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of a monument in Sebeka's municipal park, near State Highway 71, to the memory of the community's pioneers:

"This monument is erected and dedicated to the memory of the early pioneers and settlers who came to this community in 1882 and later.

"The courage, perseverance and faith of these early pioneers was instrumental in opening this community to agricultural development. "Their memory lives forever.

"Dedicated by the Finnish American Historical Society, Chapter 38, Sebeka, Minnesota. Erected October 1956."


North of Red Eye Township lies Blueberry Township, in the extreme northwestern corner of Wadena County. Between Spirit Lake and Blueberry River once lay the Indian village of Menahga, the word for blueberry in their language, and a berry which grew profusely there. That Indian place name was preserved by the first whites who came to the area shortly after 1880.

Once covered extensively with great pines, these had been chopped down, and around their rotting stumps alders, birches and aspens had taken root. It was to such an area that an emaciated horse pulling a wagon, followed by a couple of cows, drew up one day. On the wagon rode a frail woman with her children, while the man walked beside the horse and, in difficult spots, even helped the horse forward. A few pieces of simple furniture, and a few pots and pans, made up the load on the wagon.

They had turned from the highway into a side road, barely recognizable as such, where the last wagon tracks were already covered by the summer's grass. The wagon swayed, the cows stumbled along, the horse was reluctant to proceed and had to be urged on by the pleading of a big, giant figure of a man. The woman stared at the landscape with fright, but the man consoled her: "We will soon be there. Only two miles more and we will be home. This isn't a real road, but we'll make it a real road when we have the time.' And the woman smiled. She was small and trim, and still pale from having given birth to her youngest child, but she looked with pride at the giant walking at her side, the man who would most certainly carry her safely through life's storms. And at last the goal was in sight: in the middle of this forest of pine stumps and rank second growth was the old log hut of the lumberjacks, and this was home: "Forty acres of land, and one acre of it cleared." The Finns had arrived. 19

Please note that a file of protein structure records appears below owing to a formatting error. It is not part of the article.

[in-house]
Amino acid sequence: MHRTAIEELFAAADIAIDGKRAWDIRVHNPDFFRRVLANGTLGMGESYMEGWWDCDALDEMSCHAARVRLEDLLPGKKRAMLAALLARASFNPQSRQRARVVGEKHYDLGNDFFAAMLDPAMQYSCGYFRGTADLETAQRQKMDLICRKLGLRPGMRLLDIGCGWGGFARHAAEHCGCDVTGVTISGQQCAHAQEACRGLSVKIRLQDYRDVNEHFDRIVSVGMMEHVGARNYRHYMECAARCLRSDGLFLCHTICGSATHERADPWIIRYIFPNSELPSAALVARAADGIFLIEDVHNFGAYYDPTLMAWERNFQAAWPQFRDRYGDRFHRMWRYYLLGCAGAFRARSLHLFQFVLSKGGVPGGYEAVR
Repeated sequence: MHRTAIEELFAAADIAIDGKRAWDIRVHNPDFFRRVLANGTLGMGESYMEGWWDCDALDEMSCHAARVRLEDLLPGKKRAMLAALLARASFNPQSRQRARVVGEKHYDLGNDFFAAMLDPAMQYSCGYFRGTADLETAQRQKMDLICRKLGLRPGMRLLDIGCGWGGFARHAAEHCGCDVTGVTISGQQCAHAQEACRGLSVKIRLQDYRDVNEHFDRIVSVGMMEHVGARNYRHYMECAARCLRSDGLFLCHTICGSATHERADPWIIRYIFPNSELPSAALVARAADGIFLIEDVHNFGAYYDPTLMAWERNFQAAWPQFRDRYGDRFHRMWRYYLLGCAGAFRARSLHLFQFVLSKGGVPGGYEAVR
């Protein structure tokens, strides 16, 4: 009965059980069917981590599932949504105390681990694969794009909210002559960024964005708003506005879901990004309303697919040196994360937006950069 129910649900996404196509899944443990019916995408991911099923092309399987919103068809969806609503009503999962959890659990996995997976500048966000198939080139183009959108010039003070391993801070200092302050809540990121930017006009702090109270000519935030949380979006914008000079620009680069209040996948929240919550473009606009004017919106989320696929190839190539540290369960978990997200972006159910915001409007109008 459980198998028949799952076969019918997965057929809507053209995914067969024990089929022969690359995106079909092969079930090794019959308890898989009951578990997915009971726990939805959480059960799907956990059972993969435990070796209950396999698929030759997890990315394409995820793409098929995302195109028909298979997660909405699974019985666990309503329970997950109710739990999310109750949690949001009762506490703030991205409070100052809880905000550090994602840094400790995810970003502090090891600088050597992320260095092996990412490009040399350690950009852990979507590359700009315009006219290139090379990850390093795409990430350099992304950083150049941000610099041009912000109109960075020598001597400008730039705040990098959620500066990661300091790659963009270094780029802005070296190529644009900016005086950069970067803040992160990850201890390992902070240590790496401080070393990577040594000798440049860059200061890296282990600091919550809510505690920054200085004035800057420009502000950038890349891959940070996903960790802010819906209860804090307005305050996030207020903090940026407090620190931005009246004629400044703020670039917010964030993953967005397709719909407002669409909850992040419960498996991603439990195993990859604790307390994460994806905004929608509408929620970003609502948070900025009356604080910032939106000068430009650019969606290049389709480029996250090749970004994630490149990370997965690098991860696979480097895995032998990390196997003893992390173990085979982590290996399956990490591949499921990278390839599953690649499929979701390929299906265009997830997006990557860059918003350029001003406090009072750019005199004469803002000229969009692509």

The first white man to arrive was Jacob Lalli, followed by Tapani Erkkilä, and then Aatami Timonen, in the years 1883-84.

19. Rissanen, Kalle. Amerikan Suomalaisia. Superior, Wisconsin, 1924. pp 90-99


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